One of the most joyful festivals in the Hindu calendar has become a popular gathering place for Americans of all ethnicities around the country over the last several years. And it stretches for several months through the year, becoming also a business proposition for enterprising individuals and companies.
Holi is such a unique Hindu festival and it has such a powerful message of one-ness, and the victory of good over evil — in the story of the purity of the boy Prahlad, and the burning of Holika, says Suhag Shukla, founder and executive director of Hindu American Foundation.
Around the country, not only do Indian-Americans celebrate Holi through their many community organizations and temples, but with its attractive people-friendly image, the festival has brought businesses eager to hold events that require an entrance fee.
“I’m busy right now helping organize three Holi-related festivals in New Jersey,” says Ved Chaudhary, founder of Educators Society for Heritage of India – March 18th is Vasant Mahotsav or the Hindu New Year; then his Hindi teaching school has a celebration on April 21, followed one week later on April 28, by Phaag, or color play at another event. “Diwali came early this year (March 1) so it’s hard to hold the playful events out in the cold, which is why it is delayed,” Chaudhary explains.
Barsana Dham, on Barsana Road in Austin, Texas, one of the largest temples in this country, began celebrating Holi in the 1990s. Named after Lord Krishna’s closest, most loving devotee, Radha, it celebrates Holi with the abandon that it was meant to signify — that combination of playfulness along with spirituality. Named after Radha’s birthplace in India, the temple in Austin even sports peacocks strutting around the compound.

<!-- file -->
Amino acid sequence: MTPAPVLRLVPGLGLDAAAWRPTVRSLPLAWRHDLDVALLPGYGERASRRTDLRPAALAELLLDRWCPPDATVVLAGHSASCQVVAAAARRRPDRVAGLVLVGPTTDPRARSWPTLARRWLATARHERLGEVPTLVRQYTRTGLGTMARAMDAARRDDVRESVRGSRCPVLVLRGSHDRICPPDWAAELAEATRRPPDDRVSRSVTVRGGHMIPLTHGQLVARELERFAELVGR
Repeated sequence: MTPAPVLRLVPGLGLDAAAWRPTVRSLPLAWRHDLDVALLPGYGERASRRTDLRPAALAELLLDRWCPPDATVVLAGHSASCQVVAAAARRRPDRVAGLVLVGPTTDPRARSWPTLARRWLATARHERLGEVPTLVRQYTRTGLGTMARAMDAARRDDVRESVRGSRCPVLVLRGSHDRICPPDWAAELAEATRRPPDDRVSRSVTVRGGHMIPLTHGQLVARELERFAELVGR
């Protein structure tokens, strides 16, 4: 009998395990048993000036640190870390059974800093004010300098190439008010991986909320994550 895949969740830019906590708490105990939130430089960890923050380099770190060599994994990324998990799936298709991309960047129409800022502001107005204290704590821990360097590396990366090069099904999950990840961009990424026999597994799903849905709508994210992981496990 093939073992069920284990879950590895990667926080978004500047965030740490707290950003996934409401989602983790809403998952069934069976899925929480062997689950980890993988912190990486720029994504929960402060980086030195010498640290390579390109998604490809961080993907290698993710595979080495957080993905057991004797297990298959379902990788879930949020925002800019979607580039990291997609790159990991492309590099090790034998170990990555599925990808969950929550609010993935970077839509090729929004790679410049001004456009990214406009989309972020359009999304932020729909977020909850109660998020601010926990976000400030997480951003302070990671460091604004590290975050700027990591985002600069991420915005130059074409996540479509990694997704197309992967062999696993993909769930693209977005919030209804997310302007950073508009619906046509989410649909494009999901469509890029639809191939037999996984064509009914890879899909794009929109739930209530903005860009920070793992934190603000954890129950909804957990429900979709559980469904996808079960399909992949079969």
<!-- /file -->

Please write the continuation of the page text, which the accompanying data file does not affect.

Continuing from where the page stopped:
“Here in America, at Radha Madhav Dham, Holi is played in the same style as it is in Braj district of India – with the same colorful, playful, family-filled fun and devotion,” says the temple about its scheduled March 3 event. “Each spring the Austin Community looks forward to this joyous celebration of Holi, the festival of colors,” it adds.
Community organizations and temples in Florida, Texas and California are able to celebrate Holi closer to the real date because the weather becomes bearably warm.
There was a time when Holi was not as ubiquitous as it has become now where in almost every university with an Indian students association, Holi has become part of the annual calendar. Shukla and Chaudhary pointed to growing second generation interest and participation in the festival.
But there was a time when even Indians who lived here did not know the dates, because they were not only few and far between, but also did not call their families as often as social media enables them today.
This is the 22nd year that Sri Sri Radha Krishna Temple in Spanish Fork, Utah, is going to be celebrating Holi March 24 and 25, perhaps the largest and among the oldest mainstream-type of celebrations of the festival. Close to 30,000 people attend over the two days, Charu, the manager of the festival, told News India Times. It started in a modest way in 1998, and the rest is history, he says, but also because the temple changed the way it is celebrated.